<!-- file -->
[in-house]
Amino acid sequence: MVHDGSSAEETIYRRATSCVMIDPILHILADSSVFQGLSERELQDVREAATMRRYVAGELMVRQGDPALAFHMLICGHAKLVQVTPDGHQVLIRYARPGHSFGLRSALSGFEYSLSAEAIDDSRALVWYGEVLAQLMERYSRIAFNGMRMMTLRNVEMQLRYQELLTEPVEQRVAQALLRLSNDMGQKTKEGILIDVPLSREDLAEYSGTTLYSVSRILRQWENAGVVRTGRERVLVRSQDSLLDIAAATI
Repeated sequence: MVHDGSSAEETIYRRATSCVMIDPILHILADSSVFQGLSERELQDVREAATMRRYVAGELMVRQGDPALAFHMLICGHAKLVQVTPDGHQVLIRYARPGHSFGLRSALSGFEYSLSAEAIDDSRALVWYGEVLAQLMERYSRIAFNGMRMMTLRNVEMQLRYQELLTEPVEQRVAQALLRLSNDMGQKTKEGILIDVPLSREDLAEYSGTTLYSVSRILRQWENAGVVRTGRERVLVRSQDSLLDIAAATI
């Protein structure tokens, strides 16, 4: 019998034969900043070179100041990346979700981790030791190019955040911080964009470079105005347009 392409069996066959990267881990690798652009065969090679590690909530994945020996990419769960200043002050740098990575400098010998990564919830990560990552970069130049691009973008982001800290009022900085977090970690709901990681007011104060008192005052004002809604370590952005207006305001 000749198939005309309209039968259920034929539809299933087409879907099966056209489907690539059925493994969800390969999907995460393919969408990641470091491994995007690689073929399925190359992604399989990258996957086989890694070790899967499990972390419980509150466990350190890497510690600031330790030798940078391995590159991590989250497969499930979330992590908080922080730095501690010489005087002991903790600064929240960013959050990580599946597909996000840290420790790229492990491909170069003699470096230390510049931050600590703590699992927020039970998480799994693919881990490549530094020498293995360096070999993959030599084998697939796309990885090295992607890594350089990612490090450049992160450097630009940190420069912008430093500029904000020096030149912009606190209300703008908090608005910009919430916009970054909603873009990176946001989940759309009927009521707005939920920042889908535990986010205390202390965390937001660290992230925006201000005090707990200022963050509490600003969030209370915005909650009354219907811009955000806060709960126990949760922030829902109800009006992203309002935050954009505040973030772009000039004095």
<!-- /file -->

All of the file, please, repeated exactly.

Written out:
[in-house]
Amino acid sequence: MVHDGSSAEETIYRRATSCVMIDPILHILADSSVFQGLSERELQDVREAATMRRYVAGELMVRQGDPALAFHMLICGHAKLVQVTPDGHQVLIRYARPGHSFGLRSALSGFEYSLSAEAIDDSRALVWYGEVLAQLMERYSRIAFNGMRMMTLRNVEMQLRYQELLTEPVEQRVAQALLRLSNDMGQKTKEGILIDVPLSREDLAEYSGTTLYSVSRILRQWENAGVVRTGRERVLVRSQDSLLDIAAATI
Repeated sequence: MVHDGSSAEETIYRRATSCVMIDPILHILADSSVFQGLSERELQDVREAATMRRYVAGELMVRQGDPALAFHMLICGHAKLVQVTPDGHQVLIRYARPGHSFGLRSALSGFEYSLSAEAIDDSRALVWYGEVLAQLMERYSRIAFNGMRMMTLRNVEMQLRYQELLTEPVEQRVAQALLRLSNDMGQKTKEGILIDVPLSREDLAEYSGTTLYSVSRILRQWENAGVVRTGRERVLVRSQDSLLDIAAATI
């Protein structure tokens, strides 16, 4: 019998034969900043070179100041990346979700981790030791190019955040911080964009470079105005347009 392409069996066959990267881990690798652009065969090679590690909530994945020996990419769960200043002050740098990575400098010998990564919830990560990552970069130049691009973008982001800290009022900085977090970690709901990681007011104060008192005052004002809604370590952005207006305001 000749198939005309309209039968259920034929539809299933087409879907099966056209489907690539059925493994969800390969999907995460393919969408990641470091491994995007690689073929399925190359992604399989990258996957086989890694070790899967499990972390419980509150466990350190890497510690600031330790030798940078391995590159991590989250497969499930979330992590908080922080730095501690010489005087002991903790600064929240960013959050990580599946597909996000840290420790790229492990491909170069003699470096230390510049931050600590703590699992927020039970998480799994693919881990490549530094020498293995360096070999993959030599084998697939796309990885090295992607890594350089990612490090450049992160450097630009940190420069912008430093500029904000020096030149912009606190209300703008908090608005910009919430916009970054909603873009990176946001989940759309009927009521707005939920920042889908535990986010205390202390965390937001660290992230925006201000005090707990200022963050509490600003969030209370915005909650009354219907811009955000806060709960126990949760922030829902109800009006992203309002935050954009505040973030772009000039004095």